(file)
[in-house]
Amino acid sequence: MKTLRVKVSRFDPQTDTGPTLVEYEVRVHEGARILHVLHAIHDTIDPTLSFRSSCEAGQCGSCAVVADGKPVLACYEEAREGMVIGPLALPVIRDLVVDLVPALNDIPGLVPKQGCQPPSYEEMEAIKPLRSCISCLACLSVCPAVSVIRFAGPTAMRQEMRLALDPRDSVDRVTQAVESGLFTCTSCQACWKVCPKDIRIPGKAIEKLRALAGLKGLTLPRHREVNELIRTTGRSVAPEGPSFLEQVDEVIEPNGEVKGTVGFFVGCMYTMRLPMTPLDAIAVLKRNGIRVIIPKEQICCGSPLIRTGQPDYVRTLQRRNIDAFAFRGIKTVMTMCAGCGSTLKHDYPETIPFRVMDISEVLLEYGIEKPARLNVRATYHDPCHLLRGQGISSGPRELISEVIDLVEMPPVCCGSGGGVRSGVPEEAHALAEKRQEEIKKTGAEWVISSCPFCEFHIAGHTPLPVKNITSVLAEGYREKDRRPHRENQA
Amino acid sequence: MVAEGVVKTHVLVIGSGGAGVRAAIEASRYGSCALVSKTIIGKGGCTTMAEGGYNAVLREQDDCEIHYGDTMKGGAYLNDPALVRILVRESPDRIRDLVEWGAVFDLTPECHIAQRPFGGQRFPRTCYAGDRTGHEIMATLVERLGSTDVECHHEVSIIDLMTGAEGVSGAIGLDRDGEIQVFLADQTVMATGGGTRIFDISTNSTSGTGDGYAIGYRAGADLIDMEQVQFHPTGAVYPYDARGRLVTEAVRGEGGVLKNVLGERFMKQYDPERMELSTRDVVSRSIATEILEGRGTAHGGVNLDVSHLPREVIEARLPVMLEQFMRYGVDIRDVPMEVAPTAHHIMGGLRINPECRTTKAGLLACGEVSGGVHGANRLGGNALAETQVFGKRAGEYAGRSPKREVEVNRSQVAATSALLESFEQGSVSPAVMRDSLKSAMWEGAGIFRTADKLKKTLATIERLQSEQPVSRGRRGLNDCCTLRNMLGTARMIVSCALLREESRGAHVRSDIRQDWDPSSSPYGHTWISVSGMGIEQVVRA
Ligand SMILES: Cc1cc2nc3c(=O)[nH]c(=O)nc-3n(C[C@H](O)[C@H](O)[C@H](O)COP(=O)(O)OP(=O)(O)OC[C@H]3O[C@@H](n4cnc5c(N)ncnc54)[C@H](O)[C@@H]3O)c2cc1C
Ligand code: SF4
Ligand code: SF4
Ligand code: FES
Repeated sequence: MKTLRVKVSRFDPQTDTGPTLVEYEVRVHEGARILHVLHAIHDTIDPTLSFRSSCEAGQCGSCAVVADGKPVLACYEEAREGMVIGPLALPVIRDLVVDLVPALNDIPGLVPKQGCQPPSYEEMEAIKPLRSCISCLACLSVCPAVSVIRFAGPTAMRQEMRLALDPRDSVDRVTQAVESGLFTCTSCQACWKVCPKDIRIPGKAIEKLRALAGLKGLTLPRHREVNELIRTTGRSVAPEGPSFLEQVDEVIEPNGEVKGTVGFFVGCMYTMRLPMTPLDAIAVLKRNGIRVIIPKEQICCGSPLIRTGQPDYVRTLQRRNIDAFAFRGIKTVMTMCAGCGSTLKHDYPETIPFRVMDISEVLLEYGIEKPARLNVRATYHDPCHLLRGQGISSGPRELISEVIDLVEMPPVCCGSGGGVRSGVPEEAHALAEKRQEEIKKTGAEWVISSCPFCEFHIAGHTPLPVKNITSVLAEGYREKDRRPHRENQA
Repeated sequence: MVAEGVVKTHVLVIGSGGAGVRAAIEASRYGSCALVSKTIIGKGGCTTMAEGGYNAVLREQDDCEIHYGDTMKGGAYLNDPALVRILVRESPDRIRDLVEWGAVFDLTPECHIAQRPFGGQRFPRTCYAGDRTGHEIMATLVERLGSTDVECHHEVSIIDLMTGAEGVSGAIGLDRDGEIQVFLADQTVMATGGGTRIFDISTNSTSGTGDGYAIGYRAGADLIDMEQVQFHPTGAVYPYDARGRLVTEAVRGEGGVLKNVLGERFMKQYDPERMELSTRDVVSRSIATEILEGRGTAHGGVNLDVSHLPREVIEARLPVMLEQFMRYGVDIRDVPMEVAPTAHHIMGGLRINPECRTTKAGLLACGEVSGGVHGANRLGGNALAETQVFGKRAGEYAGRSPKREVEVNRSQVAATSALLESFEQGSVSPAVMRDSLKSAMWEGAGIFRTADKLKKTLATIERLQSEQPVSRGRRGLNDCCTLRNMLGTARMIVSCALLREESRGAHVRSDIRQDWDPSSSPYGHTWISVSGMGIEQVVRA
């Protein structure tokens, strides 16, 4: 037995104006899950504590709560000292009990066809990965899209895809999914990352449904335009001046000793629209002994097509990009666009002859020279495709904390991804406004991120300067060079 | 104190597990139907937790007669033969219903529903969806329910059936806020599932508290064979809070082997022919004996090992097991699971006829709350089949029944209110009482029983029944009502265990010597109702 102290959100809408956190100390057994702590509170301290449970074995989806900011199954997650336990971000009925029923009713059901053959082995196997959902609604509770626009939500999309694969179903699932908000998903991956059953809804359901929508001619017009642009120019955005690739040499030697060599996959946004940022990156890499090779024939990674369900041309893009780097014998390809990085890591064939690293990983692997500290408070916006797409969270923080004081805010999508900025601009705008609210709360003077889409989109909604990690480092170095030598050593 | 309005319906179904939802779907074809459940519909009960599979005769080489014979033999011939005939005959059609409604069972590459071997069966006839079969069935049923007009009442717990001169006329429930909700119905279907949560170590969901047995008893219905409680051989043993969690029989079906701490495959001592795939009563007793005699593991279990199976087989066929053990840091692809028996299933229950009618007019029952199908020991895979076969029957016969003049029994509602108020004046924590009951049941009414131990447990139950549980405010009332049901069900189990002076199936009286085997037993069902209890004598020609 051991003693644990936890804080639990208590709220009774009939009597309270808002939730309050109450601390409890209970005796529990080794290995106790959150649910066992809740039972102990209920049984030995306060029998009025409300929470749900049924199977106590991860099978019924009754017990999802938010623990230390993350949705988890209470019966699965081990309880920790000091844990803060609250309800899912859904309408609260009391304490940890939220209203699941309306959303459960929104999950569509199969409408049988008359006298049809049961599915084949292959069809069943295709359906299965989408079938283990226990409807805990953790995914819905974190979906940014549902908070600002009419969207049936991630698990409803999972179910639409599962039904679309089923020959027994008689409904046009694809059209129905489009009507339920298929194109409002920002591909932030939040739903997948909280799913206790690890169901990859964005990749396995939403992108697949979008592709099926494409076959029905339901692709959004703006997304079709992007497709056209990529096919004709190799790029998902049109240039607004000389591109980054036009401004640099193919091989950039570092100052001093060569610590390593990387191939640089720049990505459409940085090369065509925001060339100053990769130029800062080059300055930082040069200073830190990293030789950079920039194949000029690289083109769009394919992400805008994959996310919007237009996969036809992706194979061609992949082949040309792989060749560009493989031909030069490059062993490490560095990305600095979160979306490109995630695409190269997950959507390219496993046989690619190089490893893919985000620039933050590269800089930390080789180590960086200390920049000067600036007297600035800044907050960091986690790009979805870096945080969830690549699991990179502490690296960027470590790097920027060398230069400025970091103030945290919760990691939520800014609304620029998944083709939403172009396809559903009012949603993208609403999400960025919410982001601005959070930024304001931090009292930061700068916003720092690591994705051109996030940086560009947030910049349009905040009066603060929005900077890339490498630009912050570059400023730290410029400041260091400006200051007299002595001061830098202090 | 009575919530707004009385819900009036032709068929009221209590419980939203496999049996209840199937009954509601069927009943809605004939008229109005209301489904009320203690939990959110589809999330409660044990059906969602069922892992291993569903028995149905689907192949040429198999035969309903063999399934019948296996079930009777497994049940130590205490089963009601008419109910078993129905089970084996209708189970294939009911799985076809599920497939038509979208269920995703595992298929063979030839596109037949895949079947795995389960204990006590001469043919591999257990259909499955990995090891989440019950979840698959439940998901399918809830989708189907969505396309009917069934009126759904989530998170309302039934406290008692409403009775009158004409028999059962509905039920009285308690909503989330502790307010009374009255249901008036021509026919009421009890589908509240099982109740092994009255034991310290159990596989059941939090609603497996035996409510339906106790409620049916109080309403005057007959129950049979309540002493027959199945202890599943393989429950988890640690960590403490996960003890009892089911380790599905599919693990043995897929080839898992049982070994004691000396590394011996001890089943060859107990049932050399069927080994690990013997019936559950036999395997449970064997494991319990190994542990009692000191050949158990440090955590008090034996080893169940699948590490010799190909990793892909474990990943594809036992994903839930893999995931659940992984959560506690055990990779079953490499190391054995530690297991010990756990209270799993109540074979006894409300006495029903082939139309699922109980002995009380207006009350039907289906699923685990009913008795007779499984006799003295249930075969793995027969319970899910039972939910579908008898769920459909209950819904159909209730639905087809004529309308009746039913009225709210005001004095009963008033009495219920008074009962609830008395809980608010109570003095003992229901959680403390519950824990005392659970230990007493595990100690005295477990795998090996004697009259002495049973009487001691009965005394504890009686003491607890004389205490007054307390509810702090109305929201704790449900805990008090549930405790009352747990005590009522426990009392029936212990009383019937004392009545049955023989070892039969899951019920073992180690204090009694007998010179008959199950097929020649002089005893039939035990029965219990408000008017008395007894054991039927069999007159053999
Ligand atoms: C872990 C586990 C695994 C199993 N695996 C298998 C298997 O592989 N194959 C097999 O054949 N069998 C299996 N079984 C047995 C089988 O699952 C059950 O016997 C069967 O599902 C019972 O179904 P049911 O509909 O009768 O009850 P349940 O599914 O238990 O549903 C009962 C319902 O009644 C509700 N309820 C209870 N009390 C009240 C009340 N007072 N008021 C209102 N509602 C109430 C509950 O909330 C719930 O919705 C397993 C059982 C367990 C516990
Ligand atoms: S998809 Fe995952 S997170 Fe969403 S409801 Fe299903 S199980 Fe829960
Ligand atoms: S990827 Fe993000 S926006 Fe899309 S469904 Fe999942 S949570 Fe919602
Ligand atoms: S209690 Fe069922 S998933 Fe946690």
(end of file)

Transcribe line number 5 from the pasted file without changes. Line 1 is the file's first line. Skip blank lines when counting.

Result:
Ligand code: SF4